This was actually part of his brothers’ reeducation process. They might have had valid reasons to see  the seventeen year old Yosef as a threat, but they didn’t have any evidence. And they acted against him preemptively based on only their suspicions. By releasing them from prison after three days and communicating that it would be wrong for him to incarcerate them for espionage without proof, Yosef was successful in subtly reminding them of their earlier crime against him.

The brothers immediately made the connection between their plight and what they had done to Yosef. This is clearly expressed in B’reishit 42, verse 21. And in verse 22, we even see an “I told you so” from Reuven – who had actually stopped Shimon and Levi from killing Yosef but wasn’t around to stop him from being sold. When Yosef witnessed his brothers’ genuine remorse and acknowledgement for the wrongs they had committed against him, he turned away so they wouldn’t see him weep. This was the first stage of their tshuva.

Yosef then rearrested Shimon, likely the most dangerous of the brothers, and sent the rest home to their father. If they hoped to see Shimon again, they were told that they would need to return with Binyamin to corroborate the story they told him. On their way back to their land, however, the brothers discovered that they had both the grain they had purchased and their money – which Yosef had ordered be returned to their bags.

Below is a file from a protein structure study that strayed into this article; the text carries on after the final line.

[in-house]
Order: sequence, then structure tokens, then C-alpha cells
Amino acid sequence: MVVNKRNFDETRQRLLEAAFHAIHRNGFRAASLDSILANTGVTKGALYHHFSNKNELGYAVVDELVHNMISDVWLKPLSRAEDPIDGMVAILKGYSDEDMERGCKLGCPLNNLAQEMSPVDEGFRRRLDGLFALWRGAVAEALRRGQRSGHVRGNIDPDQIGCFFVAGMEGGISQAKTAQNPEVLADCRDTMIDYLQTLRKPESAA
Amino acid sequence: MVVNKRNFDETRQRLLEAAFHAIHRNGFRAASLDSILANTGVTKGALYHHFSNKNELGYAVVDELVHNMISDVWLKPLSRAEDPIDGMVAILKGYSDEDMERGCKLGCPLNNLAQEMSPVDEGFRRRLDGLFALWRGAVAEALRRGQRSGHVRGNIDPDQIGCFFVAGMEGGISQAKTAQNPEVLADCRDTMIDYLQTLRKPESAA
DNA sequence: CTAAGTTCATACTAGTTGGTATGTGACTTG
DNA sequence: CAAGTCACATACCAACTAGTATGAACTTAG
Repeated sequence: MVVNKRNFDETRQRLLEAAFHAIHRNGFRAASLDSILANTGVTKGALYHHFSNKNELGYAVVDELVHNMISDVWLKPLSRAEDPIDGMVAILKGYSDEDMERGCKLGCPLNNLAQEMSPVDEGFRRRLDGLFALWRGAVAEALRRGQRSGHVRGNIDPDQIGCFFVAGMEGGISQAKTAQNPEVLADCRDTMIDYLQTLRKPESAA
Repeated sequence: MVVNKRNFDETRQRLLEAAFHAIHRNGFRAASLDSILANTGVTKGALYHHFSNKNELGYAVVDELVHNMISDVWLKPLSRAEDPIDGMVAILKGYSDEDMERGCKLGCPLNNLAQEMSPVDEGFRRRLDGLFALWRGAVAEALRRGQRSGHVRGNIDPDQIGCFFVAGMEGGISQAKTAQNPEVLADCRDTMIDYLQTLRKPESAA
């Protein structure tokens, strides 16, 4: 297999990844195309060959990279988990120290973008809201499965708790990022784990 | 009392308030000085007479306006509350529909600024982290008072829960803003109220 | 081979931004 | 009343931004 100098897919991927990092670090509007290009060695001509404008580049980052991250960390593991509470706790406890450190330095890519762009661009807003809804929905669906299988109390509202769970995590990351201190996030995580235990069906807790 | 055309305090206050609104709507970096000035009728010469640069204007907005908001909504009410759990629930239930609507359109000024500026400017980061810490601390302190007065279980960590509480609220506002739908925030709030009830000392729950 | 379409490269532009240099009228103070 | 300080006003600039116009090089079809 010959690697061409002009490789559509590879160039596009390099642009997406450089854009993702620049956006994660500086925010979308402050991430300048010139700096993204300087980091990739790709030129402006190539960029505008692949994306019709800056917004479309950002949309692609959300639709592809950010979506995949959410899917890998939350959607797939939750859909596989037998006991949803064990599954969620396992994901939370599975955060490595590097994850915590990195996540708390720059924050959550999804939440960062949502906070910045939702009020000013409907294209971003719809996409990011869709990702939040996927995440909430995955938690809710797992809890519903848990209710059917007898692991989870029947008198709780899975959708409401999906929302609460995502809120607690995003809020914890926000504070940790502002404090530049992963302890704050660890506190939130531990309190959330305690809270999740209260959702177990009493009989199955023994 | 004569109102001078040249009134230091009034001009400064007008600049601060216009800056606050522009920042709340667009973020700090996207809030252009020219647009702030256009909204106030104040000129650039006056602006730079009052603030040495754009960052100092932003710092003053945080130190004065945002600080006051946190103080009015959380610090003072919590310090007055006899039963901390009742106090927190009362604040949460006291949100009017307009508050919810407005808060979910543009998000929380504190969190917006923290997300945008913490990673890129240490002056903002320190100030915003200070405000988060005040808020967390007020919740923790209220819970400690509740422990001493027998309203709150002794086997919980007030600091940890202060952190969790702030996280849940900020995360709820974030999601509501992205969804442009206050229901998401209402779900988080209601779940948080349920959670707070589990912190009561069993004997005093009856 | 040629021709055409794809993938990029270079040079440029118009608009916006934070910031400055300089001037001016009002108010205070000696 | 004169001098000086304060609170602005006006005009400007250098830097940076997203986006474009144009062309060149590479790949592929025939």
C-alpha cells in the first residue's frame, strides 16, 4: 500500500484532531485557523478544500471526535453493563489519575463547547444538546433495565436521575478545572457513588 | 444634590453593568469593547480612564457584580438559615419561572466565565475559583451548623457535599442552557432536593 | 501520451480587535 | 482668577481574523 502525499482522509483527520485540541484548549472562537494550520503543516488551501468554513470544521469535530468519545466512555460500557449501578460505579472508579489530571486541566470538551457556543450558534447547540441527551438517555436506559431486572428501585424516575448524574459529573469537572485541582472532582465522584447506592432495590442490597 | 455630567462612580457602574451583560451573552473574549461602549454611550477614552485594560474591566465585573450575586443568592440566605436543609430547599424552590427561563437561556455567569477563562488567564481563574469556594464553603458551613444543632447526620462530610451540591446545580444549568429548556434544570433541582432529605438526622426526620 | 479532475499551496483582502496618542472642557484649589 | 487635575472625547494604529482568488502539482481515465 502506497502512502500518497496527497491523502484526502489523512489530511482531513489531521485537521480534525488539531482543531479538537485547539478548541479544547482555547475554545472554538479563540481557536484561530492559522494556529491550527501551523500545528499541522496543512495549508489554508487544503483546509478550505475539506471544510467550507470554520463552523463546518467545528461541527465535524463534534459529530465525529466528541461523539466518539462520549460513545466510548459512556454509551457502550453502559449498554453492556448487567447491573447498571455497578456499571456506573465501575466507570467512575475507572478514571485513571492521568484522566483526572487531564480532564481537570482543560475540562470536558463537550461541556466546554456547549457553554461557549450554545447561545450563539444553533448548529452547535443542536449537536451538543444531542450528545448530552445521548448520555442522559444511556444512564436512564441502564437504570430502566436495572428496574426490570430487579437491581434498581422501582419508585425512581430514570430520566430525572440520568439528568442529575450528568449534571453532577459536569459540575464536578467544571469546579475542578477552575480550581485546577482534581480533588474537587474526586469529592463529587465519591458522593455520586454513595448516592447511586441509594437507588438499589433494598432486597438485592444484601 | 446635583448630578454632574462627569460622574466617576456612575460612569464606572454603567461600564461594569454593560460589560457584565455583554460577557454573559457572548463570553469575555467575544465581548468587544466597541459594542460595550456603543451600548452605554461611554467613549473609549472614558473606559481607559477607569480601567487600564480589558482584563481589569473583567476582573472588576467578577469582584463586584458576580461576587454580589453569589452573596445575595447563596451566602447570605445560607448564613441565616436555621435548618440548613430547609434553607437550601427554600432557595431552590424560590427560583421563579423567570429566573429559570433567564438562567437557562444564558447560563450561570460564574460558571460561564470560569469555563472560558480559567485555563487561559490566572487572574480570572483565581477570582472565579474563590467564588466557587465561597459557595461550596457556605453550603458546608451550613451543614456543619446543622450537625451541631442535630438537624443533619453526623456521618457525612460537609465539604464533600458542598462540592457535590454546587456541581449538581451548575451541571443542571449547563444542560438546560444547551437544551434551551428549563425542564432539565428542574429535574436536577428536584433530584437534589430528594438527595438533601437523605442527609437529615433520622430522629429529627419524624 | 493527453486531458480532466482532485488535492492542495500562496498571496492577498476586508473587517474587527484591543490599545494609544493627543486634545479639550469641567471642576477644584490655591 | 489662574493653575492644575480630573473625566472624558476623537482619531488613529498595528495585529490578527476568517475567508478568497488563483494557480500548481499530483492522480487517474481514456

Now that they saw actual evidence against them, verse 28 says “their hearts sank and they turned trembling to each other.” They were now experiencing the second stage of tshuva – emotional turmoil – and recognizing, as the rest of verse 28 states, that the Creator was behind all that was happening to them.

When Yaakov saw that his sons had returned without Shimon but still had their money and the grain, he might have suspected that they had sold Shimon into slavery. It would seem fitting that although they had successfully avoided their father’s suspicion for selling Yosef for so many years, Yaakov’s sons may have at this point been accused of selling a brother they hadn’t sold.